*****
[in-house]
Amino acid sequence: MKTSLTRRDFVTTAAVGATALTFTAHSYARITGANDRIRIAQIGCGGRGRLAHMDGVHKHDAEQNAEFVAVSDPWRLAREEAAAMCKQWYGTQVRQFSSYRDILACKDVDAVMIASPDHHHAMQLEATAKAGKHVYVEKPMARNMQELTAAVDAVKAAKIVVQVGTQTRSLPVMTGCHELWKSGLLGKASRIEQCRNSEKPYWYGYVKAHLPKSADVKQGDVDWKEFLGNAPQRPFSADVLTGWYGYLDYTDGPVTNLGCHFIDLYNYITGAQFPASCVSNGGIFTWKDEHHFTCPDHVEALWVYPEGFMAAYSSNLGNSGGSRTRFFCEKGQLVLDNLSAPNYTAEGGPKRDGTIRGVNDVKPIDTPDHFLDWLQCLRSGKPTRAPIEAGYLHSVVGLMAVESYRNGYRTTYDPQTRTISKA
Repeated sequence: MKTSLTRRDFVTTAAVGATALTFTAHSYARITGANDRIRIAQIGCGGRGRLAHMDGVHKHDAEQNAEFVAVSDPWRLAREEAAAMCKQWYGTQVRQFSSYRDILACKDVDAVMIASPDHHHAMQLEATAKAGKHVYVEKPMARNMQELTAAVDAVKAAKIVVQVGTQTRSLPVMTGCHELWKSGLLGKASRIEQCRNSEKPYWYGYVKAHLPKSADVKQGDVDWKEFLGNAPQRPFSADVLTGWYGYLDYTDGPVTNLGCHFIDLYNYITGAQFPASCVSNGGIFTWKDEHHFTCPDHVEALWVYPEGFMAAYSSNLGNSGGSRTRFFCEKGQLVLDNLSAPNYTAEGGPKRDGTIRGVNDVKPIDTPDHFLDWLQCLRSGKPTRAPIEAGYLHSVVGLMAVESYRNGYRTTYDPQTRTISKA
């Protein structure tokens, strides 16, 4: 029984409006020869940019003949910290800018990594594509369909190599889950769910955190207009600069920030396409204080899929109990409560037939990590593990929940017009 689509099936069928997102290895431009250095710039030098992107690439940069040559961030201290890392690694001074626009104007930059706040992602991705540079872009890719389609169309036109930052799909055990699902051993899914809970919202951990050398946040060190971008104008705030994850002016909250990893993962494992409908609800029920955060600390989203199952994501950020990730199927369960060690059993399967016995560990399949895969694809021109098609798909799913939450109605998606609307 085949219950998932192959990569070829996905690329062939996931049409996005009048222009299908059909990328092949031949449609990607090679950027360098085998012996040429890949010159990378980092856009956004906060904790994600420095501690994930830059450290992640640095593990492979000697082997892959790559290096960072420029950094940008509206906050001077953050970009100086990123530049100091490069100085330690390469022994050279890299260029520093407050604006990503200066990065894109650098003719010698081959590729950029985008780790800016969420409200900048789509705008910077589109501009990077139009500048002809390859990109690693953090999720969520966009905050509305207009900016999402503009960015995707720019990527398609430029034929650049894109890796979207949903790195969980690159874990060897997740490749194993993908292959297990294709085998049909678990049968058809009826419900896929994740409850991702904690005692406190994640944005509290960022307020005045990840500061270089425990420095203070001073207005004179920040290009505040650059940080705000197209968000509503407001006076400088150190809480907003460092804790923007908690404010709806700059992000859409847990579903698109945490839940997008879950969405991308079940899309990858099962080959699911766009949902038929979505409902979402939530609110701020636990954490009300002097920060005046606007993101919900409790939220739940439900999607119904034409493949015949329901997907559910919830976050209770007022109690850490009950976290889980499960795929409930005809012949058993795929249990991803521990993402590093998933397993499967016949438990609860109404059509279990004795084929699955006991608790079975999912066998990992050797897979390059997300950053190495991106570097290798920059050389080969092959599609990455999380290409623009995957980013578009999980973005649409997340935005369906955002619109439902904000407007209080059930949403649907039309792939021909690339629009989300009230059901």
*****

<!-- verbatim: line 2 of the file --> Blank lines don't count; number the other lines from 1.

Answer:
Amino acid sequence: MKTSLTRRDFVTTAAVGATALTFTAHSYARITGANDRIRIAQIGCGGRGRLAHMDGVHKHDAEQNAEFVAVSDPWRLAREEAAAMCKQWYGTQVRQFSSYRDILACKDVDAVMIASPDHHHAMQLEATAKAGKHVYVEKPMARNMQELTAAVDAVKAAKIVVQVGTQTRSLPVMTGCHELWKSGLLGKASRIEQCRNSEKPYWYGYVKAHLPKSADVKQGDVDWKEFLGNAPQRPFSADVLTGWYGYLDYTDGPVTNLGCHFIDLYNYITGAQFPASCVSNGGIFTWKDEHHFTCPDHVEALWVYPEGFMAAYSSNLGNSGGSRTRFFCEKGQLVLDNLSAPNYTAEGGPKRDGTIRGVNDVKPIDTPDHFLDWLQCLRSGKPTRAPIEAGYLHSVVGLMAVESYRNGYRTTYDPQTRTISKA